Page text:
6. ^ Schmidt, R. (1981). "Descriptive nomenclature and classification of pyroclastic deposits and fragments: recommendations of the IUGS Subcommission on the Systematics of Igneous Rocks". Geology. 9: 41-43. doi:10.1007/BF01822152. S2CID 128375559. Retrieved 2020.
  7. ^ Fisher, Richard V.; Schmincke, H.-U. (1984). Pyroclastic rocks. Berlin: Springer-Verlag. pp. 98-99. ISBN 3540127569.
  8. ^ Schmincke, Hans-Ulrich (2003). Volcanism. Berlin: Springer. p. 138. ISBN 9783540436508.
  9. ^ a b Le Bas, M. J.; Streckeisen, A. L. (1991). "The IUGS systematics of igneous rocks". Journal of the Geological Society. 148 (5): 825-833. Bibcode:1991JGSoc.148..825L. CiteSeerX 10.1.1.692.4446. doi:10.1144/gsjgs.148.5.0825. S2CID 28548230.
  10. ^ a b "Rock Classification Scheme - Vol 1 - Igneous" (PDF). British Geological Survey: Rock Classification Scheme. 1: 1-52. 1999.
  11. ^ a b Philpotts, Anthony R.; Ague, Jay J. (2009). Principles of igneous and metamorphic petrology (2nd ed.). Cambridge, UK: Cambridge University Press. pp. 139-143. ISBN 9780521880060.
  12. ^ Blatt, Harvey; Tracy, Robert J. (1996). Petrology : igneous, sedimentary, and metamorphic (2nd ed.). New York: W.H. Freeman. pp. 217-220, 257-258. ISBN 0716724383.
  13. ^ Boggs, Sam (2006). Principles of sedimentology and stratigraphy (4th ed.). Upper Saddle River, N.J.: Pearson Prentice Hall. pp. 169-173. ISBN 0131547283.
  14. ^ Yardley, B. W. D. (1989). An introduction to metamorphic petrology. Harlow, Essex, England: Longman Scientific & Technical. pp. 21-27. ISBN 0582300967.
  15. ^ a b Yardley 1989, pp. 49-51.
  16. ^ Yardley 1989, pp. 21,26.
  17. ^ Levin 2010, pp. 58-59.
  18. ^ Yardley 1989, pp. 154-155.
  19. ^ Blatt & Tracy 1996, p. 241-242.
  20. ^ Geology.com. "The Acid Test for Carbonate Minerals and Carbonate Rocks". Geology.com. Retrieved 2016.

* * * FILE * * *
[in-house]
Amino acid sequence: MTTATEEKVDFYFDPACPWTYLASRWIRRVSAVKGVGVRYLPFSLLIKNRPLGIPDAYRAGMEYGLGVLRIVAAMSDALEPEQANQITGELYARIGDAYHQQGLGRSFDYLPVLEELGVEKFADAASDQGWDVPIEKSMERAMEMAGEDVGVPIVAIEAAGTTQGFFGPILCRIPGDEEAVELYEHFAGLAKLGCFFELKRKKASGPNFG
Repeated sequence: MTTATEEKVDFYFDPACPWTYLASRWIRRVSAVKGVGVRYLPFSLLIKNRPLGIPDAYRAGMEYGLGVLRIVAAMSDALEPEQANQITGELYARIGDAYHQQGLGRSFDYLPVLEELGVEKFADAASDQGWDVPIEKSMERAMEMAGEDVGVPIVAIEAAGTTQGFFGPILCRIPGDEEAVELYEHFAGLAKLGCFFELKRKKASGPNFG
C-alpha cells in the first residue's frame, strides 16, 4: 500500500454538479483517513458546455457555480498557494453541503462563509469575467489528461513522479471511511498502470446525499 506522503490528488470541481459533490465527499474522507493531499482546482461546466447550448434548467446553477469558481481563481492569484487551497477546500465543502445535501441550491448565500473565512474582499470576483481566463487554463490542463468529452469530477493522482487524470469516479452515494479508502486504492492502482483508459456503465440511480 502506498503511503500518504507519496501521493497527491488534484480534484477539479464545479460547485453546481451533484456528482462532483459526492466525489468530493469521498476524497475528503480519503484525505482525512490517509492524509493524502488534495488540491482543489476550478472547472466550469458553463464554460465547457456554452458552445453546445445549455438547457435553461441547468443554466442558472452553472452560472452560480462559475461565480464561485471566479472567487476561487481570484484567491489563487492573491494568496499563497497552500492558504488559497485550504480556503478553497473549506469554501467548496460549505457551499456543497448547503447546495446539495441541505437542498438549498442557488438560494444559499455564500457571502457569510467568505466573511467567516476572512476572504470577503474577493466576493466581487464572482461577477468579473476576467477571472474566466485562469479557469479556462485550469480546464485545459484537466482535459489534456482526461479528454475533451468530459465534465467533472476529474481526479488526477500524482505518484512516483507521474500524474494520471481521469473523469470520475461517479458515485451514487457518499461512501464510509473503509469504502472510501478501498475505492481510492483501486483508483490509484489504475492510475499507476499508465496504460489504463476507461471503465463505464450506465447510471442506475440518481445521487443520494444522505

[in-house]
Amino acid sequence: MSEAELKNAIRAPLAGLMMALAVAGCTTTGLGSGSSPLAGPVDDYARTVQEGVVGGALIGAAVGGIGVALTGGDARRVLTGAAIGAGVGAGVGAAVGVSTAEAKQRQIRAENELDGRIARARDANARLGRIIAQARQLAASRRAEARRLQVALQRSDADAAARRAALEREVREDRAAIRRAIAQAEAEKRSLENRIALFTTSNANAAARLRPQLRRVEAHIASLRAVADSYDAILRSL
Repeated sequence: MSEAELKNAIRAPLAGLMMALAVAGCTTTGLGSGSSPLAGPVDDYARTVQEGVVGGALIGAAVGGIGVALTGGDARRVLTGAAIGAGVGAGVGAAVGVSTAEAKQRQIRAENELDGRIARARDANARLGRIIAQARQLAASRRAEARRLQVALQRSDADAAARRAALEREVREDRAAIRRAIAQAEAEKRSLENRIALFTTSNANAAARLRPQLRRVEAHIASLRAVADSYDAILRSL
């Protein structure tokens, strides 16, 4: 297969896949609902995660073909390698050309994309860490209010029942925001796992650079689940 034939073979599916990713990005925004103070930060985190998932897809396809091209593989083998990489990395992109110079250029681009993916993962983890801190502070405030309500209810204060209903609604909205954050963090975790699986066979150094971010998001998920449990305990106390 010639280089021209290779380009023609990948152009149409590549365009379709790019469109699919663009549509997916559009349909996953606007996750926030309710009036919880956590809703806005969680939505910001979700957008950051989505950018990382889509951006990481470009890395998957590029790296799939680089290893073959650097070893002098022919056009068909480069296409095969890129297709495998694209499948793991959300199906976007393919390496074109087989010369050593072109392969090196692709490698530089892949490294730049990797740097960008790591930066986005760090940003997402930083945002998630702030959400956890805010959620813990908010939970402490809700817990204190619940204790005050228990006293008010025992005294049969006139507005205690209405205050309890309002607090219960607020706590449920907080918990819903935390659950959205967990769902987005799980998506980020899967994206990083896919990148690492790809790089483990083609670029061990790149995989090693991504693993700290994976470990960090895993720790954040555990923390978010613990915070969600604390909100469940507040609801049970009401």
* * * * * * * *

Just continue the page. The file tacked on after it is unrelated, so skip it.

21. ^ "4 Classification of rocks and description of physical properties of rock". Engineering Geology Field Manual (PDF). 1. US Bureau of Reclamation, Technical Service Center Engineering Geology Group. 1998. pp. 57-90. Archived from the original (PDF) on 17 June 2015. Retrieved 2010.
  22. ^ Boggs 2006, p. 130.
  23. ^ Yardley 1989, pp. 154-170.
  24. ^ Blatt & Tracy 1996, pp. 39-44.
  25. ^ Boggs 2006, pp. 74-118.
  26. ^ Fossen, H. (2010). Structural Geology. Cambridge University Press. p. 272. ISBN 978-0-521-51664-8.
  27. ^ Carreras, J.; Druguet E.; Griera A. (2005). "Shear zone-related folds". Journal of Structural Geology. 27 (7): 1229-1251. Bibcode:2005JSG....27.1229C. doi:10.1016/j.jsg.2004.08.004. Retrieved .
  28. ^ James Furman Kemp: A handbook of rocks for use without the microscope : with a glossary of the names of rocks and other lithological terms. 5. Aufl., New York: D. Van Nostrand, 1918, pp. 180, 240: C. E. Dutton, 4th Annual Report U.S. Geological Survey, 1883, S. 95; Bulletin of the Geological Society of America, Volume 25 / Geological Society of America. 1914, p. 639
  29. ^ "McCarthy, T. & Rubidge, B. 2008. The story of earth and life, Chapter 3, The first continent. 60-91, Struik Publishers" (PDF). Web.wits.ac.za. Archived from the original (PDF) on 2009-04-07. Retrieved .
  30. ^ Walker, George P L. (1992-08-01). "Walker, G.P.L. 1992. Morphometric study of pillow-size spectrum among pillow lavas". Bulletin of Volcanology. 54 (6): 459-474. Bibcode:1992BVol...54..459W. doi:10.1007/BF00301392.
  31. ^ Harmon, Russel S.; Rapela, Carlos W. (1991). Andean Magmatism and Its Tectonic Setting. Geological Society of America. p. 24. ISBN 978-0-8137-2265-8.
  32. ^ USGS Rocky Mountain Geographic Science Center. "Surficial Lithology: Attribute information". US Geological Survey. Retrieved 2011.

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Lithology